Following a consultation on raising standards in tax advice and protecting customers claiming tax repayments, HMRC will strengthen their ‘Standard for Agents’ and set new rules for tax refund agents. These are to ensure that their customers do not accidentally sign up to unfair contract terms, which can allow the tax agent to claim a large cut of any tax refund claimed.
HMRC have published a summary of responses to their consultation on 'Raising standards in tax advice: protecting customers claiming tax repayments'. It now intends to take steps to tackle the issues outlined in the consultation to help restore taxpayers’ confidence in the tax advice market. This will include:
- Legislation to stop the use of legally binding ‘assignments’ as part of claiming an Income Tax repayment.
- A new HMRC registration process for repayment agents to make the agent sector more transparent so customers better understand what they are signing up for.
- New transparency requirements for agents in the HMRC's Standard for Agents.
- Exploring the introduction of mandatory pre-contractual disclosure forms and strengthening checks on repayment agents.
- Undertaking further work to strengthen the evidence that a claim has been made with a customer’s consent before processing it and improve the way in which customers authorise their agent.
HMRC notes that it can limit an agent’s access to online services or block that access altogether.
Further action may also be considered, ranging from dialogue with the agent to statutory powers (including criminal investigation and prosecution).
Other actions may include:
- Disclosure of misconduct to any professional regulatory body an agent is a member of, under section 20(3) of the Commissioners of Revenue and Customs Act 2005.
- Dishonest conduct notices and related file access notices, financial penalties and publication of any penalties imposed under schedule 38 of the Finance Act 2012.
- Refusing to deal with an agent altogether.
The Chartered Institute of Taxation (CIOT)'s Low Income Reform Group (LITRG) has been active in lobbying the government to clamp down on the use of assignments by tax refund companies.
John Cullinane, Director of Public Policy for the Chartered Institute of Taxation (CIOT), commented, “This looks a significant, and broadly positive step into the area of regulating tax agents from HMRC.
These changes are unlikely to impact much on tax agents who are members of professional bodies such as CIOT, as they are already subject to Professional Conduct in Relation to Taxation (PCRT), a stronger set of professional and ethical standards. However, they are a step forward in raising standards among those outside the PCRT bodies."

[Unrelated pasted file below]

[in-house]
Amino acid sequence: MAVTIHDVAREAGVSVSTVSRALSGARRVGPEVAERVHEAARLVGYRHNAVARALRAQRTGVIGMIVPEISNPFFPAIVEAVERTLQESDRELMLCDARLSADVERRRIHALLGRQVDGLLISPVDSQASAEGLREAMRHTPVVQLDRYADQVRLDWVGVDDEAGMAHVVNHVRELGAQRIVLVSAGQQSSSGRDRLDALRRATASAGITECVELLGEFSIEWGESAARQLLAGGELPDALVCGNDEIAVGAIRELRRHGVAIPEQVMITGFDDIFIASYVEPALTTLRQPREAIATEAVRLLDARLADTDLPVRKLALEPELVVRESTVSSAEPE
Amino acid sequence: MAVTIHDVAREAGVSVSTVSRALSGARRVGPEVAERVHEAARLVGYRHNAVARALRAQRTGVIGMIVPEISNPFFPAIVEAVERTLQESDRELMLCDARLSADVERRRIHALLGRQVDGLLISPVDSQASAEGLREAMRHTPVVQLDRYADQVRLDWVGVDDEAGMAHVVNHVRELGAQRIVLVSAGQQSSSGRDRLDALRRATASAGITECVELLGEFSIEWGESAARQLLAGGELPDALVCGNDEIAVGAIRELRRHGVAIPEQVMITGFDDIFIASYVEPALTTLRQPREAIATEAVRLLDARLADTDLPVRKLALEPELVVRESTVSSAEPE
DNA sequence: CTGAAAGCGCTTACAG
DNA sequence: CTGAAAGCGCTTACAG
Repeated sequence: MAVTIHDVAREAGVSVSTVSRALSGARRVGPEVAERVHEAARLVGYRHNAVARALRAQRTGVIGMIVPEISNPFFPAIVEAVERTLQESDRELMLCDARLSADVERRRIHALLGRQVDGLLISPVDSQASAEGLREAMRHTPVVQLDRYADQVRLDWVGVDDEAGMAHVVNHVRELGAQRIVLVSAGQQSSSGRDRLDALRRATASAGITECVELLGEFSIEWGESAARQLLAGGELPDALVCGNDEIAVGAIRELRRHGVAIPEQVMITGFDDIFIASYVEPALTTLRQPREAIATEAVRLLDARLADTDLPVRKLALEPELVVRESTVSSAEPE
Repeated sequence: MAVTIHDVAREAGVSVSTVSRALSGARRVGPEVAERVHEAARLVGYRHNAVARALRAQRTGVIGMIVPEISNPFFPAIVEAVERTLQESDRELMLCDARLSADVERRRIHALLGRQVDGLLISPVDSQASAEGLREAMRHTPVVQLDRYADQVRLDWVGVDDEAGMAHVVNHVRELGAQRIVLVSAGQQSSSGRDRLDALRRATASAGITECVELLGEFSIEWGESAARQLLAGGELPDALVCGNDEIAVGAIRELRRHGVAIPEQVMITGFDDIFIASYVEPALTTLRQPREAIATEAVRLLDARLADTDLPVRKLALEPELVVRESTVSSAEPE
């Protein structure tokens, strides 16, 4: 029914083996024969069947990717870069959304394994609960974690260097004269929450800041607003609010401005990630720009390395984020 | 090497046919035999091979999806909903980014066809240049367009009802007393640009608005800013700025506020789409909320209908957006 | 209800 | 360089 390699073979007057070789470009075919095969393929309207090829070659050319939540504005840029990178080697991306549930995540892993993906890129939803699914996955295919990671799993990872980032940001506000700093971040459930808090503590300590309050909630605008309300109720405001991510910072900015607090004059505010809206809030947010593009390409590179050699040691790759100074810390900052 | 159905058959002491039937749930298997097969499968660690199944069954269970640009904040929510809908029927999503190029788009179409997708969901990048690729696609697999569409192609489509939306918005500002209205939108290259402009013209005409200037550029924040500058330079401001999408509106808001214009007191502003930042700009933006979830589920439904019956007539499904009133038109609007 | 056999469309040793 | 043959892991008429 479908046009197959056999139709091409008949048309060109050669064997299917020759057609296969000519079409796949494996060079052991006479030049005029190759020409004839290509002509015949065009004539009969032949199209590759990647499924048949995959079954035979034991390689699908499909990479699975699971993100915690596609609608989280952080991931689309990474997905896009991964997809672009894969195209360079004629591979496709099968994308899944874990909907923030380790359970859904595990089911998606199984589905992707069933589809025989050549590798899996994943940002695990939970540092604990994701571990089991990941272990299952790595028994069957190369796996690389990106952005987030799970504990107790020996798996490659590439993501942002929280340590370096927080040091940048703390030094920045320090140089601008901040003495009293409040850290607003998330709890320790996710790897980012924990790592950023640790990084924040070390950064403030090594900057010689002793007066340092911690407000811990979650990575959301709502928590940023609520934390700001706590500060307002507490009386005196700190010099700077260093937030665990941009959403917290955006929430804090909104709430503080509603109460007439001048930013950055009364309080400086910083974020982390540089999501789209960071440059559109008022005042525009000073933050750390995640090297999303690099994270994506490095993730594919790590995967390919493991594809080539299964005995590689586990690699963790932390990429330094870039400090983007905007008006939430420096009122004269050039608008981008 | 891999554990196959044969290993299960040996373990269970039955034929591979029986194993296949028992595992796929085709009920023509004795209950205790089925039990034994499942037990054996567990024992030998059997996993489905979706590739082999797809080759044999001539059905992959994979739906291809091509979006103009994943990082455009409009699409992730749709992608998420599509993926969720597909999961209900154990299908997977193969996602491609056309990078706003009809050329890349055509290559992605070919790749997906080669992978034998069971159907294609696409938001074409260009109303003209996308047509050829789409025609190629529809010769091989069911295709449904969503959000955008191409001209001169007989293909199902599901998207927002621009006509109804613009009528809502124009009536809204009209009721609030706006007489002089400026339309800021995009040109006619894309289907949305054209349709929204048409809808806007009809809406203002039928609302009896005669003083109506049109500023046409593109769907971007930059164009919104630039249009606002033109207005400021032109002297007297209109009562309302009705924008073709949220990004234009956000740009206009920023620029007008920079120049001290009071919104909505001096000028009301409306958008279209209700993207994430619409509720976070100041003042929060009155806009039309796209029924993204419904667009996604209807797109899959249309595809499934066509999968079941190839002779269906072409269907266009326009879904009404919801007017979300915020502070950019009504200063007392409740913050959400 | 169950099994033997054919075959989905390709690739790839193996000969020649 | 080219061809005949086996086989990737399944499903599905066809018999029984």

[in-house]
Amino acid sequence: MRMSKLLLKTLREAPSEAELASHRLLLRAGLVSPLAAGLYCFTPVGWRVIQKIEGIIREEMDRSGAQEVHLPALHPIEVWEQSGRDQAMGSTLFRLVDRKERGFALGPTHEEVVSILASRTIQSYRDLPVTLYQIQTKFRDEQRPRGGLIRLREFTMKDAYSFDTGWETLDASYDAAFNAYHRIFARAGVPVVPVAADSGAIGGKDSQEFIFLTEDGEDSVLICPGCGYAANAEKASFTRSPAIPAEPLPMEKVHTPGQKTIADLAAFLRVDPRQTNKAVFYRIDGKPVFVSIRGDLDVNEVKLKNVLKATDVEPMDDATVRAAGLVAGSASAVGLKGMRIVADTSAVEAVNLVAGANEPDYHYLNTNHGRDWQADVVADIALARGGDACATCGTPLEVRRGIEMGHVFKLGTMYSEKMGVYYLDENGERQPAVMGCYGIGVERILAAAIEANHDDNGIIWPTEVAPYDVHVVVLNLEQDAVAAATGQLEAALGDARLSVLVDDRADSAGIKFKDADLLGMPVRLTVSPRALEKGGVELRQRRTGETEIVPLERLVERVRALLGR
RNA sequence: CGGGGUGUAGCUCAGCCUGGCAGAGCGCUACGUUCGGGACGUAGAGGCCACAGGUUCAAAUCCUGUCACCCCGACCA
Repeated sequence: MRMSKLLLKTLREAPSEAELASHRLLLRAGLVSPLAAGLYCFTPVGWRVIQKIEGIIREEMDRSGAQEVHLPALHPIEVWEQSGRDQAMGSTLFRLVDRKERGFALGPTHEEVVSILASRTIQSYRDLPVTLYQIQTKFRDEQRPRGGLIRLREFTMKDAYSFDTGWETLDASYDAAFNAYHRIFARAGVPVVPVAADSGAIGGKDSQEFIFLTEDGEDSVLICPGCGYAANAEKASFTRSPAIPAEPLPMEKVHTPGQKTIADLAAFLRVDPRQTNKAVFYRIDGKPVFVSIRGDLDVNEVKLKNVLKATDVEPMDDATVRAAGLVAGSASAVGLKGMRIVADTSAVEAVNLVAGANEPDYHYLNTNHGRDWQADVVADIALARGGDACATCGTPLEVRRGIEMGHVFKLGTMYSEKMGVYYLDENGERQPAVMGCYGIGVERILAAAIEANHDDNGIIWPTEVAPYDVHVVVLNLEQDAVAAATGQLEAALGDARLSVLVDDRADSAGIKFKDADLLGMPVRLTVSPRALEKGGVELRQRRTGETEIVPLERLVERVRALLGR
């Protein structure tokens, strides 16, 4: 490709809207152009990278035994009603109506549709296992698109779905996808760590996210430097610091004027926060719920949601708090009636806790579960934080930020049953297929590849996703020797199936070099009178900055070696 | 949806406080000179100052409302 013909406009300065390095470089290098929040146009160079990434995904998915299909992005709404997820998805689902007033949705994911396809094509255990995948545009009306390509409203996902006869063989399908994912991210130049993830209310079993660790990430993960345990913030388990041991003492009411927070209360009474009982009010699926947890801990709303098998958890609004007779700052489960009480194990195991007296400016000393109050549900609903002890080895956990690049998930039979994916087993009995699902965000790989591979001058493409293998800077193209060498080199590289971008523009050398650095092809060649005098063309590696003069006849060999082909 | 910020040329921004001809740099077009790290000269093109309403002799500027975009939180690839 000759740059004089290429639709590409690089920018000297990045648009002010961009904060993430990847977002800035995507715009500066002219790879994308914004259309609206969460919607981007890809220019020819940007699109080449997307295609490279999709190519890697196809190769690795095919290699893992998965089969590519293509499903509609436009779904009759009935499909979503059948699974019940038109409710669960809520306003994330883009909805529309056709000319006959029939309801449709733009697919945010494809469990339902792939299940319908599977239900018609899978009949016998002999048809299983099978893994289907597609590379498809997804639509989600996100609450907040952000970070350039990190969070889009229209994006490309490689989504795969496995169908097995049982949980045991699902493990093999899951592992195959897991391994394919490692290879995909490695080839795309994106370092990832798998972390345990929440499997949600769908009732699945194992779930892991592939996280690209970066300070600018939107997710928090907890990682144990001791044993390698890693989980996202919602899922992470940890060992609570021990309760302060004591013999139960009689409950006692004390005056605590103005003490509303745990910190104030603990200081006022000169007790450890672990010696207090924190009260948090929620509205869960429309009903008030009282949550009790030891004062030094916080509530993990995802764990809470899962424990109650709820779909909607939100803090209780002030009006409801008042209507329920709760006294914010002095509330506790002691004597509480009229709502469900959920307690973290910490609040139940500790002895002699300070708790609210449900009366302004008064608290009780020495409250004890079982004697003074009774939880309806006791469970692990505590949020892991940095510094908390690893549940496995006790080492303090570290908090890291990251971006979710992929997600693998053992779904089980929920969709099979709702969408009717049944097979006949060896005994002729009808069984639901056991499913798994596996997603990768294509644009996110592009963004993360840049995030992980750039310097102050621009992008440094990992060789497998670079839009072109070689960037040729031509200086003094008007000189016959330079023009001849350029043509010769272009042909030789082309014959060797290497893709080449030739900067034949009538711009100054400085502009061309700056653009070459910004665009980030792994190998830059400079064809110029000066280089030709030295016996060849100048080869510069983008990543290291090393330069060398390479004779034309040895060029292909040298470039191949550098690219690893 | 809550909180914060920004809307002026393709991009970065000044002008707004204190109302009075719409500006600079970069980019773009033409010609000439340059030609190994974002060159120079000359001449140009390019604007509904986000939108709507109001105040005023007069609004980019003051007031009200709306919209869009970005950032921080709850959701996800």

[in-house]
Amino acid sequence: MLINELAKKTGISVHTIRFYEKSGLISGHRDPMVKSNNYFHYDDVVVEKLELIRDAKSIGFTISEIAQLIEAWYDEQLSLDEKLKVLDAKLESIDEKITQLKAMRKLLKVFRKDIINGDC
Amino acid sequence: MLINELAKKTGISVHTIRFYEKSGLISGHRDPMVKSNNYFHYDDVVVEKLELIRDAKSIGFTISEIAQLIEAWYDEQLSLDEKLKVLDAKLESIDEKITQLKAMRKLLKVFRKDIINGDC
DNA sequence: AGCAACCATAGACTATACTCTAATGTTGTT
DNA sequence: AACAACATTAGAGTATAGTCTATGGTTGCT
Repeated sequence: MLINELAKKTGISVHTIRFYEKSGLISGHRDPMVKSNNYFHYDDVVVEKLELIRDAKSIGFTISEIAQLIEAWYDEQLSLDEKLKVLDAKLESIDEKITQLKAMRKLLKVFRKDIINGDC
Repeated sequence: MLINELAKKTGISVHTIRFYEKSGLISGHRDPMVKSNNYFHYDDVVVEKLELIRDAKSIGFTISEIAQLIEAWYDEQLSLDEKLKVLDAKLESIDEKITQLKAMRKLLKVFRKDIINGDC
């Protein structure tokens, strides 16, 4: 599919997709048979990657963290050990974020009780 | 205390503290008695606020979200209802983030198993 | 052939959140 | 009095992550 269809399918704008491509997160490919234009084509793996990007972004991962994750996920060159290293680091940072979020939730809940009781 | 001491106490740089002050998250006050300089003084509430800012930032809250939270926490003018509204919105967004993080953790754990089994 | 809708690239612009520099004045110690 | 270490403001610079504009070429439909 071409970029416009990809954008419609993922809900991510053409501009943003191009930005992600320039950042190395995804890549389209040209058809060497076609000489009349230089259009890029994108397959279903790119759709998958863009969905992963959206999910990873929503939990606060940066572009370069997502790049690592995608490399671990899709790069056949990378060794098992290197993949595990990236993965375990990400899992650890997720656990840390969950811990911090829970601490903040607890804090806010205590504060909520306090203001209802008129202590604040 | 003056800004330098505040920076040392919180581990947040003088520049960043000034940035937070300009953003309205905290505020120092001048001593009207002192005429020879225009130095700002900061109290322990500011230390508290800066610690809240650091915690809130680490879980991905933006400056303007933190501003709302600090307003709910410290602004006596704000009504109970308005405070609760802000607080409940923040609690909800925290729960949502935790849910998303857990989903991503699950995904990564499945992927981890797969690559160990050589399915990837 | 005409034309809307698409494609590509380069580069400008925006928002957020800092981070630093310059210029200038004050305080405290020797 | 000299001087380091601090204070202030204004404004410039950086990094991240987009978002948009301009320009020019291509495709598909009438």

He added, "The Standard for Agents already broadly reflects PCRT as regards revenue protection – now HMRC intend to introduce some consumer protection elements as well. But the Standard still won’t go as far as PCRT on areas such as avoiding conflicts of interest and continuous professional development."
Victoria Todd, Head of the LITRG, said, “We welcome these additional steps, which show HMRC recognises the important role they play in consumer protection. Refund companies have a legitimate role in the tax system, but the practices of some of these companies in recent years have been unacceptable. The proposed changes will hopefully address problems around the use of assignments, increase transparency for taxpayers and set clearer standards for these companies’ behaviour."
Useful guides on this topic
HMRC's Standard for Agents
This is a non-statutory standard, aimed at all tax agents, although largely to most tax agents who are not members of any of the professional tax and accountancy bodies.
Professional Conduct in Relation to Taxation (PCRT)
Guidance for professionals is intended to advise and assist members of the relevant bodies in their professional conduct, particularly when it comes to relationships with clients and HMRC.
HMRC policy Approach to working with agents
HMRC consultation outcome: Raising standards in tax advice, protecting customers claiming tax repayments